The Sydney Anglican Diocese has provoked controversy by proposing a policy to ensure that all church property is used in ways consistent with Anglican church teaching.
The proposal vetoed activities such as same-sex marriage receptions, meditative yoga, and indigenous smoking ceremonies, and was intended to extend to some 900 church properties. Parts of the policy — those concerned with smoking ceremonies — were withdrawn following protests from indigenous leaders and school principals. But many were still angry at what the church had proposed.
Religious doctrines often seem bizarre to those who do not belong to the faith community. It can be hard, for example, to see what problem believers have with yoga or hosting wedding receptions.
The Sydney Anglican policy emerged from specific Christian beliefs about salvation, the human person, human sexuality, and freedom. To those who share these beliefs, the policy might well make sense. To those who don’t, the whole exercise can — and did — seem bizarre, and simply another example of the irrelevance of religion to mainstream everyday Australian life.
After a fortnight when religious schools have been accused of wanting to expel gay students and church landlords accused of wanting to do the same to gay tenants, religious freedom is still a hot topic. And the reason is that one of the features of being a citizen in an open and free society is having to figure out how to live with those whose worldviews and beliefs are far removed from our own.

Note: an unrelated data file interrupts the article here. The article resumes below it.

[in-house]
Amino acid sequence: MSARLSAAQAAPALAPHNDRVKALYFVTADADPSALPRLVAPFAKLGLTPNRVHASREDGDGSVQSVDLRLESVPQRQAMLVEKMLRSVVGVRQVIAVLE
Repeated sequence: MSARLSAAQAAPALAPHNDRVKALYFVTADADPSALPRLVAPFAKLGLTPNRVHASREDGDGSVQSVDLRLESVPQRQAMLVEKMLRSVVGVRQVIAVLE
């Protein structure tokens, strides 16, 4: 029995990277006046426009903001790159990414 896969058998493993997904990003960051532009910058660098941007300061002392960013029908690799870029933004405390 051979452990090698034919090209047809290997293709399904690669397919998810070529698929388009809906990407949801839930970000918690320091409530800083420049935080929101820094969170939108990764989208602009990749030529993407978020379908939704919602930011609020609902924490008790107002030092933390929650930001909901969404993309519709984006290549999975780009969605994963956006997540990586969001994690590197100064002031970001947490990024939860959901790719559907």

Even if we think they are wrong and that their practices are offensive, we must be sure to allow religious people and communities the freedom to interpret the world and the universe as they see fit. And we must also afford them the freedom to order their affairs — including their property use — in ways that align with those beliefs, as long as they do nothing illegal or harmful to others.
Of course, if we don’t like it — and often there is a lot not to like — we are free to criticise it because we live in a society that tolerates freedom of speech and the frank exchange of opinions. But criticising a church for attempting to implement a policy that could have a substantial impact on non-church people is one thing; it is quite another to tell it how to deal with its own property.
14 December 2018 | Ideas@TheCentre
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